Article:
Updating views in sql server

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With SQL Server 2000 (Enterprise Edition), Microsoft has introduced the concept of Indexed Views, which can make your applications and queries run faster in the right circumstances.Views have been available throughout the history of Microsoft SQL Server.When you create the indexed view, SQL Server “materializes” the data in the view into physical table so instead of doing complex joins, aggregates, etc, it can queries the data from that “materialized” table. Let’s take a look at that using our favorite Clients and Orders table. So let’s run the query that return the list of the clients who spends more than 900,00 for the orders together with # of orders. And this is the magic – even if you don’t reference the view in the select, SQL Server founds that it can use the view for this select.Before we begin, I’d like to mention that there are quite a few requirements you have to met when you create the indexed views. This is in fact very good optimization technique if you need to deal with 3rd party applications.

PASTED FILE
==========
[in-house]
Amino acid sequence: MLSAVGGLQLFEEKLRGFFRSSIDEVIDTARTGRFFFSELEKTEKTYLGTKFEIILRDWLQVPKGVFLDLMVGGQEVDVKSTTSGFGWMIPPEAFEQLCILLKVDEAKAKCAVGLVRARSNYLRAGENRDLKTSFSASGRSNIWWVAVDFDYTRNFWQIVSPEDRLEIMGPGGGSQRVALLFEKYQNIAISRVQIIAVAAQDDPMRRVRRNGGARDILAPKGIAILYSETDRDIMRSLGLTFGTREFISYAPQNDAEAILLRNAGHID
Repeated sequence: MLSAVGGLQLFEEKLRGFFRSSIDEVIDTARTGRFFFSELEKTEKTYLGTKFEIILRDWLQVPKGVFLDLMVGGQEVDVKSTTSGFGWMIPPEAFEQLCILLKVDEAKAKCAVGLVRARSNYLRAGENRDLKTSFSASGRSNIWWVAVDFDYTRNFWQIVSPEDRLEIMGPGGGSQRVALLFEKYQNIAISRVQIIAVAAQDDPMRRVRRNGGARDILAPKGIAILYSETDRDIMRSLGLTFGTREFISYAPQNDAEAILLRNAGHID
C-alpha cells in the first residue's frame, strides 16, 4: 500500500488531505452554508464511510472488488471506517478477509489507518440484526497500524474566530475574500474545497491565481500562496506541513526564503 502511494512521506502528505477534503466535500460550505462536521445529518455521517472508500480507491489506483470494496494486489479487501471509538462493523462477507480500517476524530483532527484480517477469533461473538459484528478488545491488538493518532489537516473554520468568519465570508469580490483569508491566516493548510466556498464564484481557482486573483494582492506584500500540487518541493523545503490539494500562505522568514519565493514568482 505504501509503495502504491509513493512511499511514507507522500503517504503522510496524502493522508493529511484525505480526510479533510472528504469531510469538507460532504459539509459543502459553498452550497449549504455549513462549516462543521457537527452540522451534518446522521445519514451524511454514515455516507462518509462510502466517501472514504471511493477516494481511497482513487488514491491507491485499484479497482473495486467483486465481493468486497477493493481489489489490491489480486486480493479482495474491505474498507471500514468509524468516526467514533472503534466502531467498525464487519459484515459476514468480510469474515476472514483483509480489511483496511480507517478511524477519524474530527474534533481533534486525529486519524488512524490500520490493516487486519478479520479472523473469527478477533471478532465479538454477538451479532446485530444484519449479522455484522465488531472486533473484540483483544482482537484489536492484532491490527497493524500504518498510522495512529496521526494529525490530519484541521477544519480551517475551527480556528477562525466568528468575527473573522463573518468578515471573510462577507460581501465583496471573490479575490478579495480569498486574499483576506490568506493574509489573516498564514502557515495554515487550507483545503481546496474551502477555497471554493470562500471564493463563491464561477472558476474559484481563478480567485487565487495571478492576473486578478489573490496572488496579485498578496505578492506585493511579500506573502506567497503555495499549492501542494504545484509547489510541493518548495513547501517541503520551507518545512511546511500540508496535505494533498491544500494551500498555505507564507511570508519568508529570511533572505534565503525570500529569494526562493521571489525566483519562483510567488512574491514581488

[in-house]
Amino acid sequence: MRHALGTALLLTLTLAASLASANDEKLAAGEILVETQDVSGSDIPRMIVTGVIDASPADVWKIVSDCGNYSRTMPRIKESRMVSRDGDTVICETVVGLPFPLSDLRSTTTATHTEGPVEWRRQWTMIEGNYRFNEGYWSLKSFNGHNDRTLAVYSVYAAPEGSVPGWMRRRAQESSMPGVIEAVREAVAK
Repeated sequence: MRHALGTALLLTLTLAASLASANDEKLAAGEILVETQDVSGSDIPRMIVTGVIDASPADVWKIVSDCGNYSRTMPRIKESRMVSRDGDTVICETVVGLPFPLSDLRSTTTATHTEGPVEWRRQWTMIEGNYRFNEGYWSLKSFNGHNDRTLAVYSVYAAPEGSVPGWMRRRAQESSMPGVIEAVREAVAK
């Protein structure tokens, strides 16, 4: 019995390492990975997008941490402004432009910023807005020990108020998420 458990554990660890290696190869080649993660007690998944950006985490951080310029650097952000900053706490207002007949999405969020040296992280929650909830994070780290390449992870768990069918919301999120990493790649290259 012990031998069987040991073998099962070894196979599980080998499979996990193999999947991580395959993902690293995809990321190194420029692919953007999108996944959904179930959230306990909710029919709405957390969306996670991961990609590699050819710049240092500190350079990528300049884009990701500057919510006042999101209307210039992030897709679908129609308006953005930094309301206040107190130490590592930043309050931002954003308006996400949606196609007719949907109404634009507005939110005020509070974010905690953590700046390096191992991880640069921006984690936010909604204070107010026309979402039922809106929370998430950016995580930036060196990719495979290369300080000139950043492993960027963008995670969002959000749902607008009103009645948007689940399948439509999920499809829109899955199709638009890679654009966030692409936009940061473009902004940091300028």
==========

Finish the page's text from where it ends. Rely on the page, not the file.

Views make queries faster to write, but they don’t improve the underlying query performance.Obviously, other magic, like using the view indirectly would not work either. First of all, if you expect to support different editions of SQL Server backend, you should keep this behavior and noexpand hint in mind.Obviously optimization technique for 3rd party applications would not work either.So in the continuing evolution of the SQL Server product line and in response to Oracle’s Materialized View, Microsoft SQL Server 2000 has a new feature called the View Index.View Indexes give the product the capability to define an index on a view.

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